Just to show we are truly fair and balanced in the Bureaucrat Beat Newsroom, to quote the Fox News erroneously used phrase, here’s a thumbs up for LADWP.

One of our Bureaucrat Beat Newsroom denizens sent out a hearty thank you to DWP for dredging the Bishop canals. That’s where lots of local folks walk their dogs, and the do appreciate a clear canal so fido, or, er…Tazbo, can jump in.

Talk about jumping in with all feet. Did you see the story about 99 year old Hedda Bolgar of Brentwood? She does psychotherapy four days a week and teaches the fifth day. At 99, she’s seen it all including revolutions, wars, Hitler’s invasion.

The thing we like – the fact that she’s 99 and still going strong. You go, girl!! We plan to keep the Bureaucrat Beat Newsroom open and active for decades to come, based on Hedda’s hope.

Meanwhile, back at the bureaucracies – more word games from AT&T. According to a story in the LA Times Business section, AT&T sent customers an 8,000 word service agreement that says people will get 30-day notice of price increases only when “commercially reasonable” and you can’t sue the company. Gee, thanks for the swell gift, AT&T. Oh, yeah, we forgot to mention that AT&T made it clear there’s no recourse to the service agreement except to cancel.

Hey, thanks for the heads up. Cancel me now before I ever sign up. Oh, yeah, and if you want to check out customers’ rights, you have to wade through 2500 pages of guidelines. I don’t think so. AT&T’s bad behavior stems from de-regulation of phone companies. Shame on the government for turning irresponsible corporations loose to do what they will – steal our money and fail to give service.

verizon.jpg Hold on to your phones, Verizon is getting ready to send out service agreements, too, in which they also decided to hide things from consumers. The advantage of Verizon’s agreement versus AT&T’s? Verizon does not require customers to give up their rights to file lawsuits. Swell. What a great relationship.

Speaking of Verizon, we want to clear up one thing. Seems some misunderstood when we griped about Verizon taking 6 years to clear up the static in our news phone. That was not a slam on Earl and Phil, the devoted, hard working and very talented phone repairmen over the years.

It was a slam on Verizon for failing to invest enough money to upgrade systems in the Eastern Sierra. The repair guys are the best.

We don’t like to get into national politics too much, except when it brushes uncomfortably close to our bailiwick. So when we found out Republican Veep candidate Sarah Palin had ordered Wasilla, Alaska city employees not to talk to the press, we took note. We do not have much respect for public officials who try to gag public employees. The First Amendment speaks of freedom of speech. It doesn’t say, okay, you can talk but not if you’re a public employee. Remember, it was a whistle blower who pulled the top off of the tawdry Department of Interior goings on – cozy relations with oil companies, expensive gifts from big oil, sex, drugs, alcohol.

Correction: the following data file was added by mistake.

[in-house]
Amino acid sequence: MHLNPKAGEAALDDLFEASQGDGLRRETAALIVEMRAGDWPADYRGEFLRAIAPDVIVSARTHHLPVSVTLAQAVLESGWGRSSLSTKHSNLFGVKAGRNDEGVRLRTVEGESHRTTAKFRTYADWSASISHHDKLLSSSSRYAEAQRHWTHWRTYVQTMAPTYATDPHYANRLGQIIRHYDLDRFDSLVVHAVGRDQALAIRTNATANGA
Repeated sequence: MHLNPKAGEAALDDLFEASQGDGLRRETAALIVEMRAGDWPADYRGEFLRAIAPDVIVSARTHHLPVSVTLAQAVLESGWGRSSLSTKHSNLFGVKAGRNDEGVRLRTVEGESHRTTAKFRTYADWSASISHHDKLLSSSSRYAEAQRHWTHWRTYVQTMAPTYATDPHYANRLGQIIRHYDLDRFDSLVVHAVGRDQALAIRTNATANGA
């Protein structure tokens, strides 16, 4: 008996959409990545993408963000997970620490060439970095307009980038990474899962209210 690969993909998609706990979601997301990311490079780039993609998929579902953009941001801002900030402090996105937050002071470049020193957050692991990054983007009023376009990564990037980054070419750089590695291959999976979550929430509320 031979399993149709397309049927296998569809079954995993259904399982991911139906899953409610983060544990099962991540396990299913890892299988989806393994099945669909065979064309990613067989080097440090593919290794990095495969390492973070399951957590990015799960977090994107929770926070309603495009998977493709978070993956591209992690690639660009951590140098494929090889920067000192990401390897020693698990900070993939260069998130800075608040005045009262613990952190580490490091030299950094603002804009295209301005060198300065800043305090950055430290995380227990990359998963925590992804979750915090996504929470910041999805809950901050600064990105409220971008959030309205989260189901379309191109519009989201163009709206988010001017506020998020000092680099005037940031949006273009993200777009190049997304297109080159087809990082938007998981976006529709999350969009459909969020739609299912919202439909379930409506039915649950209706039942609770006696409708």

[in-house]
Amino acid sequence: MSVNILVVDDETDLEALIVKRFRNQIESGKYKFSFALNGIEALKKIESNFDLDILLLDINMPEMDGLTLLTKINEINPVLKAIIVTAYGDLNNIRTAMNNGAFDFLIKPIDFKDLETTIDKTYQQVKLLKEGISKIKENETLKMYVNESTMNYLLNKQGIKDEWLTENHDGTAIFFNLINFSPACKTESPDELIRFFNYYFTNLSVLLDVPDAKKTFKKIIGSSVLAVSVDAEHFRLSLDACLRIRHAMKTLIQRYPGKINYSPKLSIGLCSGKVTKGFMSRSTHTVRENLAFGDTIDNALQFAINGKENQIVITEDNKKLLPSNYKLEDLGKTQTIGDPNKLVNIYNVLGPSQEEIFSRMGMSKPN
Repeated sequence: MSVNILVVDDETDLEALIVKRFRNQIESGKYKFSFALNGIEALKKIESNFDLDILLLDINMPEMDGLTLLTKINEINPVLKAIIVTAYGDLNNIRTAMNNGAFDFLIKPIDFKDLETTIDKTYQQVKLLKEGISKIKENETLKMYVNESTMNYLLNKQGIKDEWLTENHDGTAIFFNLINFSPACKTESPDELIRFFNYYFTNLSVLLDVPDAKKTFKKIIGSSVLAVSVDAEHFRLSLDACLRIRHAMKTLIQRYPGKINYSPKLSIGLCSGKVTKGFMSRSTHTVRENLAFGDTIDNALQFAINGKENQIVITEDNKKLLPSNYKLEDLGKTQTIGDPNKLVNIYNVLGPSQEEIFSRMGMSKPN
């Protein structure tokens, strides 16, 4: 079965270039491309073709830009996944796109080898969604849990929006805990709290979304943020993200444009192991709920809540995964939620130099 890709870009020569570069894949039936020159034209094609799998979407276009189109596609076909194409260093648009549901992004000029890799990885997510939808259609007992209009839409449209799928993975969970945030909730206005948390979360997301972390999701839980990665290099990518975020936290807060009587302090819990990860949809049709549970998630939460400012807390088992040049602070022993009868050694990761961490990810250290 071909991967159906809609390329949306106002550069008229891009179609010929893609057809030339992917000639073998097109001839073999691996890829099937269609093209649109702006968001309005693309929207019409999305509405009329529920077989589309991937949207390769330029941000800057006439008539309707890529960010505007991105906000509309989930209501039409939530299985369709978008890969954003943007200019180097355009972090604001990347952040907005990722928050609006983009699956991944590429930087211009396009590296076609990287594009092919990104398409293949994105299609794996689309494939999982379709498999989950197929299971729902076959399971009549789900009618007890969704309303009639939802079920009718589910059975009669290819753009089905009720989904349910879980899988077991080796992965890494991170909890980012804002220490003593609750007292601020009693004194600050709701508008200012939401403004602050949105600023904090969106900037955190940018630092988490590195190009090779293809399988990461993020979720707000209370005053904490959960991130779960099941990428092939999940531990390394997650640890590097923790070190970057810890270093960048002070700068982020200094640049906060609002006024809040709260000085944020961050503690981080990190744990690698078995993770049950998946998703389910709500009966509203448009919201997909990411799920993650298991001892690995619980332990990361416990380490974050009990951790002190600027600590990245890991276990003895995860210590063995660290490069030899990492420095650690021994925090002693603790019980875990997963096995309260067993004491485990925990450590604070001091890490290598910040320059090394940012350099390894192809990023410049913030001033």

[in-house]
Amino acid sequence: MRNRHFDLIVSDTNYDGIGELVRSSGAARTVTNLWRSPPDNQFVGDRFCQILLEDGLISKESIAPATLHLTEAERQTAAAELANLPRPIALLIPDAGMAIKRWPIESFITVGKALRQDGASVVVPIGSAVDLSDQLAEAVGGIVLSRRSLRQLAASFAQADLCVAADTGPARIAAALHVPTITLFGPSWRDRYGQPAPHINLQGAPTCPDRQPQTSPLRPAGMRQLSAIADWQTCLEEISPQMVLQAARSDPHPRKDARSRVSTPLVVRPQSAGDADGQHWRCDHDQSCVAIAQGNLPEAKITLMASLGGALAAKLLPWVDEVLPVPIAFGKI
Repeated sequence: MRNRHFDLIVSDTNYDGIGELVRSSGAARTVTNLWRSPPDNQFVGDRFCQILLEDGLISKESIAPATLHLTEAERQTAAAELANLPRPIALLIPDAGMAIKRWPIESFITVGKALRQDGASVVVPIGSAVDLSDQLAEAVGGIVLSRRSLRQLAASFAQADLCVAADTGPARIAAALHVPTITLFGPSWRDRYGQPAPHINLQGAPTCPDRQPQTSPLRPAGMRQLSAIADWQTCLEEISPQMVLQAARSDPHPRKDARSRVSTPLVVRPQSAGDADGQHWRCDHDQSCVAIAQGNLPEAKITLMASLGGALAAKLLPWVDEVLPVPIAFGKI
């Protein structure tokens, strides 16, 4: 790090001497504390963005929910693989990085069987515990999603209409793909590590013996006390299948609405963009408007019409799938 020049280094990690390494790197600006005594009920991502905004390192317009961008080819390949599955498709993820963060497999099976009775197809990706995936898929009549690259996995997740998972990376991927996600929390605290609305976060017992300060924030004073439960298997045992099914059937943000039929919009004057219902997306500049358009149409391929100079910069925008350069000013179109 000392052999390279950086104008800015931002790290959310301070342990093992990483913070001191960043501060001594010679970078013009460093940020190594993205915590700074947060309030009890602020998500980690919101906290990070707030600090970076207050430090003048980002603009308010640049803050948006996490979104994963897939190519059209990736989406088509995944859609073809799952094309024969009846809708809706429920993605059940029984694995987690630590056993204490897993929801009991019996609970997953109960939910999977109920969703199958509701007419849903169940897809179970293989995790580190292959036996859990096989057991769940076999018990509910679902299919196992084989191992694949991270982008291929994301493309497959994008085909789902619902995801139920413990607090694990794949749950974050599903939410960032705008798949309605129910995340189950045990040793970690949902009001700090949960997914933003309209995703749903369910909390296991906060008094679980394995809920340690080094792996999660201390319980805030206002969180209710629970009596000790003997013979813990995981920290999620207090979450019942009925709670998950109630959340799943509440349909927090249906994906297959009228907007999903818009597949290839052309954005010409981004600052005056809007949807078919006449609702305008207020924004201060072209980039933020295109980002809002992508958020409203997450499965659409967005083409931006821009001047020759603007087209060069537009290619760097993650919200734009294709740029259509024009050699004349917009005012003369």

Cheers to the whistleblowers!

And, hey, federal legislators, how about you vote for the Credit Cardholders Bill of Rights, as they call House Resolution 5244. Big banks and credit card companies mostly have us over a barrel. They raise interest whenever they feel like it, ignore fair practices of mailing payments and generally try to steal our money.

The Bill of Rights also requires credit card companies to mail out bills way ahead of payment dates. They don’t do that now. The bill protects consumers from unfair fees. Congress is reportedly “stalling” on this bill as Big Banks lobby like crazy.

And, finally, Inyo Sheriff Bill Lutze wrote back when we knocked Inyo County and Mammoth Lakes for their shabby law enforcement quarters. Here is Sheriff Lutze’s reply:

When I took office in 2007 the substations, both Lone Pine and Bishop was one of my priority’s to fix and as you know after some 20 years the Lone Pine project is on its way to completion. Both had similar issues to address and fortunately the Lone Pine school District decided to sell the building in Lone Pine and we took advantage of it as it was a place where we could have the needs met.

Since 2007 I have looked at over 10 commercial properties that have became available and it seems that for one reason or another they have not been acceptable. Some of the criteria I used in locating a building for our needs are as follows:

  1. Accessibility to the public
  2. Centrally located for response
  3. Ingress and egress in more than one direction for exit of emergency vehicles
  4. Square footage that will meet our needs today as well as in the future
  5. Space for secure parking of Sheriff’s vehicles and equipment as well as
    storage of impounded vehicles
  6. Cost for remodel if needed
  7. Cost of purchase or lease of the property and land

In the properties that I looked at only one or two of the items were available and although I can work with some of them it has been difficult to find property and structures already in existence to meet the needs.

I’m still looking, but in the mean time as part of the overall county move in the Bishop area we will be taking over that portion of the Clark Wing now occupied by the District Attorneys office that will be moving and completely remodeling that wing to help our space and modernization needs on a temporary basis.

Also I wanted to let you know that the board and CAO have been supportive of our needs on this project and I have worked closely with the CAO and Public Works to complete the project either long or short term.

Thank you for understanding our needs and hopefully this project will come to pass soon and we will continue to look for a long term solution.

Bill Lutze, Sheriff

Thanks for that, Sheriff, and with that this is Benett Kessler signing off for Bureaucrat Beat where we await your word on our lives in the Eastern Sierra and beyond.